State Rep. Holly Raschein intends to introduce a bill into the the state Legislature that would exclude the small community of Cross Key from the Key Largo Wastewater Treatment District.
District officials say extending the centralized sewer system to the mile marker 112 subdivision is too expensive and the district would not generate enough rate-payer revenue to justify the cost. District General Manager Paul Christian said just trenching a pipe to the area would cost at least $6 million.
“It’s not economically feasible,” Christian said Tuesday.
The intent of the bill is to make the area of about nine residents the responsibility of the Florida Keys Aqueduct Authority, which handles billing for wastewater district rate payers’ water use. Instead of connecting to the centralized system, residents would treat their sewage on site. The decision did not go over well with the roughly one dozen residents who packed into a small meeting room at the district’s mile marker 103 headquarter building on Tuesday.
Some of the residents said the district should have used some of the $17 million grant it received from the state in 2015 to help build a wastewater treatment plant in Cross Key and other remote communities on the 18-Mile Stretch and State Road 905.
“I’m deeply disappointed those funds were not used,” said Raphael Gonzales.
The money, part of a grant from the state Department of Environmental Protection, is designated for capital projects and cannot be used to pay down debt. But the district entered into a deal with Monroe County in 2015 where Key Largo gave the $17 million grant to the county. In exchange, the county is redirecting more of its 1-cent infrastructure sales tax to Key Largo — money that can be used to pay down the wastewater treatment district’s debt.
Christian and the five-member board of commissioners consider paying down the debt on the district’s $160 million centralized sewer system a top priority, and the swap with the county is an effective means of doing so.
Raschein agreed and defended the agreement with the county. “We’d be paying through the nose to this day had the state not provided those funds,” she said.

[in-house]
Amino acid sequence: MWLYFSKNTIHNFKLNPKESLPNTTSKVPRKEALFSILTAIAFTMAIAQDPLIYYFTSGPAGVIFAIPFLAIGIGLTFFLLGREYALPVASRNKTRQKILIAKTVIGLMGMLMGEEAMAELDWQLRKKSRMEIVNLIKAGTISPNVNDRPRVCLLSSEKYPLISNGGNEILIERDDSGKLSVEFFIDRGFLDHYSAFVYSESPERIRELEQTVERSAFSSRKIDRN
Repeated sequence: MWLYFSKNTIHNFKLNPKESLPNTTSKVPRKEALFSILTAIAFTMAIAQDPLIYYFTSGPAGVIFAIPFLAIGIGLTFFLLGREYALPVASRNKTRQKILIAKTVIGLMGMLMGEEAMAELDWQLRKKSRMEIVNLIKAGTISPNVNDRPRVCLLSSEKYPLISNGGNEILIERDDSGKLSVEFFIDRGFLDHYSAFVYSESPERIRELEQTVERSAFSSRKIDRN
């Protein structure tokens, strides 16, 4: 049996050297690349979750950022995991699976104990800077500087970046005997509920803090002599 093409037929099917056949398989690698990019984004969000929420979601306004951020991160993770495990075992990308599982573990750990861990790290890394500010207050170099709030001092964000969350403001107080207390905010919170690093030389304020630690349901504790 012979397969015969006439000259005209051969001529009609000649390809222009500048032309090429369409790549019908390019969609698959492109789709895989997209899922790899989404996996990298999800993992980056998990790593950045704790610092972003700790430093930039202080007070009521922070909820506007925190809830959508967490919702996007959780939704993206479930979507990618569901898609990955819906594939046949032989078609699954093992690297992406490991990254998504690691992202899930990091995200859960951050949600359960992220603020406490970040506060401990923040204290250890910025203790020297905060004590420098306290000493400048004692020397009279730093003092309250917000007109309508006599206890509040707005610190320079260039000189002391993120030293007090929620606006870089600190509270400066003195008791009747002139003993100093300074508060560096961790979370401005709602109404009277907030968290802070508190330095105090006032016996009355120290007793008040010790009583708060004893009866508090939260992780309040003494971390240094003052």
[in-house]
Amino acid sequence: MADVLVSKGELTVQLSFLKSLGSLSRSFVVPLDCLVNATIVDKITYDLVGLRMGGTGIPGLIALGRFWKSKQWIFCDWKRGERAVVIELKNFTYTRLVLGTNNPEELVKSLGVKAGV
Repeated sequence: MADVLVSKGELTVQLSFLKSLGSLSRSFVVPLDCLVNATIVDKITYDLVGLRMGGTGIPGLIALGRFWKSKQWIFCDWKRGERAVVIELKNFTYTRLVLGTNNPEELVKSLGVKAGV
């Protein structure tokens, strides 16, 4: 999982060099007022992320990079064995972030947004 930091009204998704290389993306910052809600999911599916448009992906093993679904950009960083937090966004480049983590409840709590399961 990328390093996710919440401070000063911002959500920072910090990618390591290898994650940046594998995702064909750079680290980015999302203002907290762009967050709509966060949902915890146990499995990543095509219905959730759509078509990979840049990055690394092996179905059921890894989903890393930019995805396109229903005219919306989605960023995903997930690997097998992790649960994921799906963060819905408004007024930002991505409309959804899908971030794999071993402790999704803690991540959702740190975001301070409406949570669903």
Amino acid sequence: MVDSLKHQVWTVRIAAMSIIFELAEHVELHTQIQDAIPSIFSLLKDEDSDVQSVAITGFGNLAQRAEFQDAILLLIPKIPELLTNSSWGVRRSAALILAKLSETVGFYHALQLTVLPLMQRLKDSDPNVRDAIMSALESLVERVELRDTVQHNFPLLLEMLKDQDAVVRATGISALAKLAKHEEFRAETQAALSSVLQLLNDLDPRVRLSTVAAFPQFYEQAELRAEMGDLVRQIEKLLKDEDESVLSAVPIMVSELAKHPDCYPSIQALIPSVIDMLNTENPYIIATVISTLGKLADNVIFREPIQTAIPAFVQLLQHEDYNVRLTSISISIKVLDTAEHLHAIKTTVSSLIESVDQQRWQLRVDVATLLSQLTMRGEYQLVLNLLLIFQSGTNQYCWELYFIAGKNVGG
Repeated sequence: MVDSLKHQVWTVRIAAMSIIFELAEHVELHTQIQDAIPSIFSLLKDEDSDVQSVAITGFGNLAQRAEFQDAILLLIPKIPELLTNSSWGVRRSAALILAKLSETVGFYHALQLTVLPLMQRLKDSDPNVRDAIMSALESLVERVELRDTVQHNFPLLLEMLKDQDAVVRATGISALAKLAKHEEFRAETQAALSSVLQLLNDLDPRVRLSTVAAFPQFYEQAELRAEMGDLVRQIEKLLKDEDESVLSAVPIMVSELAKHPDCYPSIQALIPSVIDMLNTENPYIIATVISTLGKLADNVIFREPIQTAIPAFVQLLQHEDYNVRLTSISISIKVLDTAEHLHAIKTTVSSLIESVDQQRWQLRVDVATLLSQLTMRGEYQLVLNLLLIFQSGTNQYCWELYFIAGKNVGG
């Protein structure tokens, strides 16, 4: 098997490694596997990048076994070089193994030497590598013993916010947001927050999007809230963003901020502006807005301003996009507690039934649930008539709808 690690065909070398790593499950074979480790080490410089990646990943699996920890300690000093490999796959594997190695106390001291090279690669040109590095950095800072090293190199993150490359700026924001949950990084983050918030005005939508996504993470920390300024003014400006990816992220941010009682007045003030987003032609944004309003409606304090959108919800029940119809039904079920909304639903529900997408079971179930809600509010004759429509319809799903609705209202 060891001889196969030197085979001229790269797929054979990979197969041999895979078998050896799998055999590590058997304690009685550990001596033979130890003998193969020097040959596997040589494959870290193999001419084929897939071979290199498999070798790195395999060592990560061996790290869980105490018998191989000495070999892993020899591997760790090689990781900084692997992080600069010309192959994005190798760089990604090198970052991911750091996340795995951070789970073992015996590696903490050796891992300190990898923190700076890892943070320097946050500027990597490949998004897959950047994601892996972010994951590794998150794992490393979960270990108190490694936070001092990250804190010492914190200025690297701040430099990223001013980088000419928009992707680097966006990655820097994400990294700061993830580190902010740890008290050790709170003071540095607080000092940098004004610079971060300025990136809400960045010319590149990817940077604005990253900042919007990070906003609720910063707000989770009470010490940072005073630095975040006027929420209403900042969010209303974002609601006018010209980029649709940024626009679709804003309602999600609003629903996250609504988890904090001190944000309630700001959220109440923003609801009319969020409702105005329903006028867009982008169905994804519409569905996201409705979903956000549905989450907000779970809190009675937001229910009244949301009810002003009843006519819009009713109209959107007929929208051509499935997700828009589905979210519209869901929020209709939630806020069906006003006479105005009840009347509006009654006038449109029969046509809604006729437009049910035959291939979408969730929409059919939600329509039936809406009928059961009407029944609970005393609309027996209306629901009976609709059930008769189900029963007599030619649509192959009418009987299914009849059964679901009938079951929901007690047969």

Cross Key residents must work with the state Department of Health to find acceptable ways of treating wastewater on site. State law gave all the Keys until 2015 to connect to advanced systems in order to stop sewage from polluting nearshore waters and destroying the reef. Technically, Cross Key residents are in violation of the law and could be fined up to $500 a day.
But Bill Brookman, head of the Health Department bureau in the Keys, assured wastewater district commissioners and residents this week that his department will work on finding acceptable on-site treatment options and no fines are immediately forthcoming.
“We’re going to wait for some kind of resolution to be agreed upon before we proceed,” Brookman said. “That is the ultimate problem for me. We’re not ready to fine yet.”
Regardless, Raschein said transferring Cross Key out of the district and to the Aqueduct Authority — the details of which have not yet been worked out by either the district or the FKAA — is the quickest way to to finally bring all the Keys into compliance with the state.
“We are under a time crunch right now,” she said. “We’re supposed to be done.”
Raschein said the move is also in the best interest of those living in Cross Key. “This is a difficult situation and we’re trying to find an easy solution,” she said.
Commissioner Sue Heim said the district has an obligation to the majority of ratepayers who she and her colleagues on the dais said should not have to subsidize a wastewater connection to a handful of homes. “Beyond this room, there are people in favor of this,” she said.
David Goodhue: 305-440-3204